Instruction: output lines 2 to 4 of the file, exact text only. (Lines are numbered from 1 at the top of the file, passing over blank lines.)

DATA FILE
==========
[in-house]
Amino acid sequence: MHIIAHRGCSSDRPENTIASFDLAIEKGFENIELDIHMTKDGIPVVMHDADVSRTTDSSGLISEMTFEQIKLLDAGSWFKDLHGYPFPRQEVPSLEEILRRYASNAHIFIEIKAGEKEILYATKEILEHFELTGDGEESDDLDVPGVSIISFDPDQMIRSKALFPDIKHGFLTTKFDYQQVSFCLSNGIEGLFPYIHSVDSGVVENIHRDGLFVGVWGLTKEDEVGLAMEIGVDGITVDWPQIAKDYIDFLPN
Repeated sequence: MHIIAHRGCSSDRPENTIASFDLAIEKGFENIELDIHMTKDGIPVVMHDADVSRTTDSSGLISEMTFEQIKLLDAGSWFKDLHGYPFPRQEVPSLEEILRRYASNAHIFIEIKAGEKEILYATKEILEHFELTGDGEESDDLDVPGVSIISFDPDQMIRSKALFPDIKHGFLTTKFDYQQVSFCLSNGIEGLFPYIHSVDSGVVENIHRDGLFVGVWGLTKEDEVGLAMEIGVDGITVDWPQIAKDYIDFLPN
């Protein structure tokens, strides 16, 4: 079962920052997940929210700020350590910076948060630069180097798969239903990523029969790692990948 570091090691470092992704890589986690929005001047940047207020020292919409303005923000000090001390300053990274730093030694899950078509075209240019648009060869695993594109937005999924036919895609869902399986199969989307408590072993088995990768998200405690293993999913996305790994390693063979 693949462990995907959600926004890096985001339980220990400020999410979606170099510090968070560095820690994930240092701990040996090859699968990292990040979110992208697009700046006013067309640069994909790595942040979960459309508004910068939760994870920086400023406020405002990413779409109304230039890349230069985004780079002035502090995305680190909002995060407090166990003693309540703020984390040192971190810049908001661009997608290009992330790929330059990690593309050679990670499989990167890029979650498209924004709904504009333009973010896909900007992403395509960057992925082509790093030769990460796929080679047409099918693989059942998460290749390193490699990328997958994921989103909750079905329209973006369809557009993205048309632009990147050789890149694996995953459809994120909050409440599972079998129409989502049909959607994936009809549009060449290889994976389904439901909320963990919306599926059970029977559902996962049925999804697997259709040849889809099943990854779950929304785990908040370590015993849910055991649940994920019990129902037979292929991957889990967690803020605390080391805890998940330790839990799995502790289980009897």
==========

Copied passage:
Amino acid sequence: MHIIAHRGCSSDRPENTIASFDLAIEKGFENIELDIHMTKDGIPVVMHDADVSRTTDSSGLISEMTFEQIKLLDAGSWFKDLHGYPFPRQEVPSLEEILRRYASNAHIFIEIKAGEKEILYATKEILEHFELTGDGEESDDLDVPGVSIISFDPDQMIRSKALFPDIKHGFLTTKFDYQQVSFCLSNGIEGLFPYIHSVDSGVVENIHRDGLFVGVWGLTKEDEVGLAMEIGVDGITVDWPQIAKDYIDFLPN
Repeated sequence: MHIIAHRGCSSDRPENTIASFDLAIEKGFENIELDIHMTKDGIPVVMHDADVSRTTDSSGLISEMTFEQIKLLDAGSWFKDLHGYPFPRQEVPSLEEILRRYASNAHIFIEIKAGEKEILYATKEILEHFELTGDGEESDDLDVPGVSIISFDPDQMIRSKALFPDIKHGFLTTKFDYQQVSFCLSNGIEGLFPYIHSVDSGVVENIHRDGLFVGVWGLTKEDEVGLAMEIGVDGITVDWPQIAKDYIDFLPN
């Protein structure tokens, strides 16, 4: 079962920052997940929210700020350590910076948060630069180097798969239903990523029969790692990948 570091090691470092992704890589986690929005001047940047207020020292919409303005923000000090001390300053990274730093030694899950078509075209240019648009060869695993594109937005999924036919895609869902399986199969989307408590072993088995990768998200405690293993999913996305790994390693063979 693949462990995907959600926004890096985001339980220990400020999410979606170099510090968070560095820690994930240092701990040996090859699968990292990040979110992208697009700046006013067309640069994909790595942040979960459309508004910068939760994870920086400023406020405002990413779409109304230039890349230069985004780079002035502090995305680190909002995060407090166990003693309540703020984390040192971190810049908001661009997608290009992330790929330059990690593309050679990670499989990167890029979650498209924004709904504009333009973010896909900007992403395509960057992925082509790093030769990460796929080679047409099918693989059942998460290749390193490699990328997958994921989103909750079905329209973006369809557009993205048309632009990147050789890149694996995953459809994120909050409440599972079998129409989502049909959607994936009809549009060449290889994976389904439901909320963990919306599926059970029977559902996962049925999804697997259709040849889809099943990854779950929304785990908040370590015993849910055991649940994920019990129902037979292929991957889990967690803020605390080391805890998940330790839990799995502790289980009897």